API: Industry made strides in offshore safety since Macondo

The American Petroleum Institute asked the US Chemical Safety Board to consider what API calls industry’s progress on offshore safety since the Apr. 20, 2010, deepwater Macondo well blowout and massive oil spill in the Gulf of Mexico.

Holly Hopkins, API’s senior policy advisor in upstream and industry operations, prepared written comments that she planned to present verbally during a CSB June 5 public meeting in Houston.

“No incident is acceptable. Our industry takes every incident seriously,” Hopkins said. “Continued vigilance is essential in helping to prevent future incidents.”

She noted CSB’s Macondo report focused on the blowout preventer, saying CSB’s Volume 2 “fails to acknowledge the entire system and the systems-based approach that is essential for safe operations.”

CSB must recognize industry’s significant safety strides directly related to implementation of a systems-based approach if CSB is going to make recommendations beyond the BOP failure analysis technical findings, she said.

“Additionally, there are many comments throughout Volume 2 that compare the US and European regulatory approaches,” Hopkins said. “As API has stated in prior public comments, industry is fully committed to safe operations, both on and offshore.”

Industry standards and programs already call for third-party audits of drilling equipment, she said, adding CSB has not demonstrated how a safety-case regime will result in a higher level of safety in actual operations over a fully implemented, properly managed safety and environment management system described in API Recommended Practice 75.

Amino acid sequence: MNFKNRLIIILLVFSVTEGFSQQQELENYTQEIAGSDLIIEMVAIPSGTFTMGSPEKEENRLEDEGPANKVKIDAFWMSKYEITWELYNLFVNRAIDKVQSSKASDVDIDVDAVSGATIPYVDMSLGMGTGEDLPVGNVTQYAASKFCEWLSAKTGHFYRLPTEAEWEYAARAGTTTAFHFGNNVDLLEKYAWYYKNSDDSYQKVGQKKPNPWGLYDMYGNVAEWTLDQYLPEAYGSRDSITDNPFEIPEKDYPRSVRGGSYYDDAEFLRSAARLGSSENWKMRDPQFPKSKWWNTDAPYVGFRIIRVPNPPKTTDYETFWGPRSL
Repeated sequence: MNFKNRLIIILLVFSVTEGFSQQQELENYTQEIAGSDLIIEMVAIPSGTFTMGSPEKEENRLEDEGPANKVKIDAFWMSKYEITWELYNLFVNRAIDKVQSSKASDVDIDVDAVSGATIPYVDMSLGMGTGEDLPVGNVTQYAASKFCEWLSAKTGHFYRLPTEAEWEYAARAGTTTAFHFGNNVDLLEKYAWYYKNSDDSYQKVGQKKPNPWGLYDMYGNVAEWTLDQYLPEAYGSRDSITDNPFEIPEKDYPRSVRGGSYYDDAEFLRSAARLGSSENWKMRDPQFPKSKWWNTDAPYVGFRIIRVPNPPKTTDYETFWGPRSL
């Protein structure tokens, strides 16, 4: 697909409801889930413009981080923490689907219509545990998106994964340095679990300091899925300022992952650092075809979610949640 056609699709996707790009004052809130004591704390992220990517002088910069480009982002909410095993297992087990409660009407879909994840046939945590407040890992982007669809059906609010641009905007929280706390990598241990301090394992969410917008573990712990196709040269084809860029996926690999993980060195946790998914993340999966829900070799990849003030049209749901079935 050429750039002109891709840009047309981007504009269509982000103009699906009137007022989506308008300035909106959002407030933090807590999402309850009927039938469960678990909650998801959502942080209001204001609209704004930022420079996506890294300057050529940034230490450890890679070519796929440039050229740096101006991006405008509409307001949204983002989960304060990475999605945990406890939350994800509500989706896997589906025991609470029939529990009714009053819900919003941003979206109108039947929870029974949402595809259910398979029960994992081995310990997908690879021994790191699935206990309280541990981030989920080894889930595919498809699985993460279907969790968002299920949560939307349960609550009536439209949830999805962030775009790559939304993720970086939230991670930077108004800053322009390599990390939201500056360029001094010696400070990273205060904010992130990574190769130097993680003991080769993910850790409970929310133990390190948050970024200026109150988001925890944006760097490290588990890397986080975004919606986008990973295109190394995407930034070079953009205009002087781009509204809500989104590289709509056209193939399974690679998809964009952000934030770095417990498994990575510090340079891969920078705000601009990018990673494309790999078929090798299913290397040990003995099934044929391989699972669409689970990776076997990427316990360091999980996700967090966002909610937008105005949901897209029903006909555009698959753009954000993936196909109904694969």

“The oil and natural gas industry has methodically examined every aspect of offshore safety measures and operations to identify potential improvements in spill prevention, intervention, safety management, and response capabilities,” since the Macondo incident, Hopkins said.

API revised existing standards and created several new ones, including standards dealing with well design, cementing, blowout prevention, subsea equipment for capping wells and protections for oil spill response workers, she said.

The Center for Offshore Safety was created in 2011 to promote safety for offshore drilling, completions and operations. The US Bureau of Safety and Environmental Enforcement adopted three of the center's guidelines into its own regulations.

Industry and government are working together to improve offshore drilling safety and industry standards, she said.

Contact Paula Dittrick at paulad@ogjonline.com.

Related Articles

Market watch: Energy futures prices rose slightly Friday

05/06/2002 Crude oil futures prices rose slightly Friday amid lingering uncertainty about a possible disruption of Middle East supplies, although tensions in ...

Gulf of Mexico oil service sector showing signs of an upturn

05/06/2002 The Gulf of Mexico oil service sector is experiencing the signs of an upturn, analysts with Simmons & Co. International, UBS Warburg LLC, and RBC D...

OTC: Industry, national agencies need to work together to make FPSOs work in the gulf

05/06/2002 Over the coming years, the oil and gas industry will have to keep an open line of communication with national agencies such as the US Coast Guard a...

Market watch: Energy futures prices fall as Iraq lifts embargo

05/07/2002 Crude oil futures prices fell Monday after Iraq announced plans to lift a self-imposed export embargo with exports expected to resume by Wednesday.

Careers at TOTAL

Careers at TOTAL - Videos

More than 600 job openings are now online, watch videos and learn more!

 

Click Here to Watch

Other Oil & Gas Industry Jobs

Search More Job Listings >>
Stay Connected